The backyard is always a good place to experiment with a new lens:
See familiar territory in a new way; if something goes wrong, nothing is lost. If you succeed, you’ll know your new equipment’s strengths, but if something isn’t right, you’ll learn how to work around the problem before setting out to photograph less familiar places.
On St. Stephen’s Day, I took a drive up the Quaboag Valley along the old Boston & Albany route and made some photos with my FujiFilm X-T1 fitted with a new Carl Zeiss 12mm Touit super wideangle lens.
These are some of the digital images I exposed with my new camera-lens combination. I adjusted image contrast in post processing to maximize shadow and highlight detail for internet presentation.
Are these elements insidious intrusions or compositional aids?
The other day I was inspecting a nature photography magazine. Each and every photograph featured a stunning landscape free from the hand of man. Waterfalls and luscious skyscapes, arctic views and verdant forests.
Nowhere were there poles, wires, or tarmac roads. This magazine had portrayed a world free from industry, electricity, commerce, and railways!
Fear not good citizen! Tracking the Light will fill these photographic omissions!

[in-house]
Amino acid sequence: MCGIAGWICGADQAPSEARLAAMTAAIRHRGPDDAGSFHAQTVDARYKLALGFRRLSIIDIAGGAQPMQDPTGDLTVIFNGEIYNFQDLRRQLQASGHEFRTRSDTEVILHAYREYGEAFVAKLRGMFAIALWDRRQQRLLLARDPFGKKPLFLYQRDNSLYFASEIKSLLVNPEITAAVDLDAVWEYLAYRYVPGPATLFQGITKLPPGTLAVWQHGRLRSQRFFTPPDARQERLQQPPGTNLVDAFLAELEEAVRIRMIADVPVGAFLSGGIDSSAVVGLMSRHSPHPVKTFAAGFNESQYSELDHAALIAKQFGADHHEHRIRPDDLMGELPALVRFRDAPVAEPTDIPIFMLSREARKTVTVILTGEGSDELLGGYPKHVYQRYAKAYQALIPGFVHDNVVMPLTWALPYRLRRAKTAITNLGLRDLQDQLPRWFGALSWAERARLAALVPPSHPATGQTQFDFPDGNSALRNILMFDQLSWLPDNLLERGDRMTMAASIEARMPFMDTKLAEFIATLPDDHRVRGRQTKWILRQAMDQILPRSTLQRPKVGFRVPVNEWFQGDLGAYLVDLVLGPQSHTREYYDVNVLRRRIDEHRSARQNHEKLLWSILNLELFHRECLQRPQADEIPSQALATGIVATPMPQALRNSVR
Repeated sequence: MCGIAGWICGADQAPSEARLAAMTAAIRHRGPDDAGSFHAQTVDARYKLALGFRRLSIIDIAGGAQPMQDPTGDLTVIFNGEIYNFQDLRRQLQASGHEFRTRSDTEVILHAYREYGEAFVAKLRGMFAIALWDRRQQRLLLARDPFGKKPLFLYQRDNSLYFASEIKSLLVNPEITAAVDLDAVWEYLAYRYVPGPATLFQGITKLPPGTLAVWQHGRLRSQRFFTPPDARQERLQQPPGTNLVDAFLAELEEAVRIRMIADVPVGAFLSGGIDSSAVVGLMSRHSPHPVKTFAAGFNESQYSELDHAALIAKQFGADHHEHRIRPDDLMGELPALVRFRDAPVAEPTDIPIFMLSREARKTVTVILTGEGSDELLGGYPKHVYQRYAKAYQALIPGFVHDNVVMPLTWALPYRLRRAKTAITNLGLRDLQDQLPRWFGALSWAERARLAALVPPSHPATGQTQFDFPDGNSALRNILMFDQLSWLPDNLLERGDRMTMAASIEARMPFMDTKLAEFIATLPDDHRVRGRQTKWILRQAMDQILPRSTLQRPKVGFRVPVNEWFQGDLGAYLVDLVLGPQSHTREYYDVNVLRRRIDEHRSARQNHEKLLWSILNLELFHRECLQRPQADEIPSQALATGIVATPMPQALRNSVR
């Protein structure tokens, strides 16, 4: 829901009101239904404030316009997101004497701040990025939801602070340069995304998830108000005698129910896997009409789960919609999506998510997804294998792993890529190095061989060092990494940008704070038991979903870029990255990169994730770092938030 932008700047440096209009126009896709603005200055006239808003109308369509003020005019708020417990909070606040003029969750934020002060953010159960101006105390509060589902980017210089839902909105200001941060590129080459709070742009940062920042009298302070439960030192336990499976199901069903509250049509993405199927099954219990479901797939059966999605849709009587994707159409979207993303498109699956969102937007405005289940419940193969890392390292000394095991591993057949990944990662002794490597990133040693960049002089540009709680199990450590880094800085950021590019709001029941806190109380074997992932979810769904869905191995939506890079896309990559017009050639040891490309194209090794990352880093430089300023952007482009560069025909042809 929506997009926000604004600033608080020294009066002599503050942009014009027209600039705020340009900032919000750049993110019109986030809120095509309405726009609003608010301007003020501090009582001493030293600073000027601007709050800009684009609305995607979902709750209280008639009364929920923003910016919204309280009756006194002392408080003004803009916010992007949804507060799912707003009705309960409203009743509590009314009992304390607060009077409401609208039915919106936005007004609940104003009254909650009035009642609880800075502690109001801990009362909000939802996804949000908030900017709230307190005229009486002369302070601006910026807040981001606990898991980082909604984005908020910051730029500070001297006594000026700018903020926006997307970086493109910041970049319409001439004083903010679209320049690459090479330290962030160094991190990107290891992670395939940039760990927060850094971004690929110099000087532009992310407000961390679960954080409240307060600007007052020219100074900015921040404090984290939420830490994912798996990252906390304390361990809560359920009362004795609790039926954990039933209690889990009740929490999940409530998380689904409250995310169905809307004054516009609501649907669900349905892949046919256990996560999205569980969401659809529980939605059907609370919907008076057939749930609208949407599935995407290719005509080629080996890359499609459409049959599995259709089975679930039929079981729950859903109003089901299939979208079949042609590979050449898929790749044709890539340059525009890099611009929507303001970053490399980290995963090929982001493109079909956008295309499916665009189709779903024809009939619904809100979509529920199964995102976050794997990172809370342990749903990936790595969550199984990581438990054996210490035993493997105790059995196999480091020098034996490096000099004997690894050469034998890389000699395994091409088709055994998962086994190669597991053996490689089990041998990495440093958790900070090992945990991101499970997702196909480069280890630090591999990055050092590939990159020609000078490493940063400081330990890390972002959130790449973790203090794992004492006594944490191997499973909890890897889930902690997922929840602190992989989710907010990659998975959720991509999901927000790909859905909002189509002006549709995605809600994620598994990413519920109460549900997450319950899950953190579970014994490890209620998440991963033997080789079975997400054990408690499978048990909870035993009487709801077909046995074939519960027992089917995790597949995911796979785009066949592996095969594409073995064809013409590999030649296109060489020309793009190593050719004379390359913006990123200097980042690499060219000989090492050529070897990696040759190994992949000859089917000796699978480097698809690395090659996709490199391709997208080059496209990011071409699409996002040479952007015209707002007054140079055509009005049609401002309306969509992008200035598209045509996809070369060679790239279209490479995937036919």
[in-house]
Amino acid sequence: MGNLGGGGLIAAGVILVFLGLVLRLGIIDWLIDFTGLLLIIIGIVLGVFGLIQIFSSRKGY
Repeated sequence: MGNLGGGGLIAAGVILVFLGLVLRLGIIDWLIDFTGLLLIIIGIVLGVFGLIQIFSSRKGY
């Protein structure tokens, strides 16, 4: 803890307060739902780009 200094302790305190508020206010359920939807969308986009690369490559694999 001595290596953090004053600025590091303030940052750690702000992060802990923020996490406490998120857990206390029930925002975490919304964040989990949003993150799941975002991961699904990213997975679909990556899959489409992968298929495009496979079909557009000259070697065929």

Take for example these images of Pan Am Railways/Norfolk Southern’s intermodal train symbol 22K, photographed in November 2015 near its Ayer, Massachusetts terminal.
A ruinous landscape? Just imagine this scene free from roads, wires, and the hand of man. What would be left to photograph?
I exposed these views of Pan Am Southern symbol freight 28N at Gardner, Massachusetts on the old Boston & Maine Fitchburg mainline.
Dark Clouds on the Horizon.
Heavy wintery clouds were rolling in from the west, yet a few shafts of sun remained. The contrast between the bright sun and billowing churning clouds allowed for dramatic lighting; ‘storm light’.
I was traveling with Bob Arnold and Paul Goewey. Our bonus on this day was catching one of Norfolk Southern’s recently acquired former Union Pacific SD90MACs (a large General Motors model, built to accommodate a 6,000 hp diesel, but in this case powered by GM’s more reliable 16-710 engine with a more conservative rating).
Pan Am’s 28N is a autorack train that drops cars at Gardner and Ayer, Massachusetts. At Gardner Providence & Worcester interchanges, and often P&W’s WOGR (Worcester-Gardner) arrived about the same time as an eastward Pan Am freight.
By the time the P&W arrived at Gardner, the dramatic light had faded, yet the sky was still full of texture.
My photo at Shirley offers the hope of safe journey in 2016, but also a reminder to photographers that 2016 will see the decommissioning of many old signals such as these old General Railway Signal searchlights.
Tracking the Light has been Posting Daily since 2013!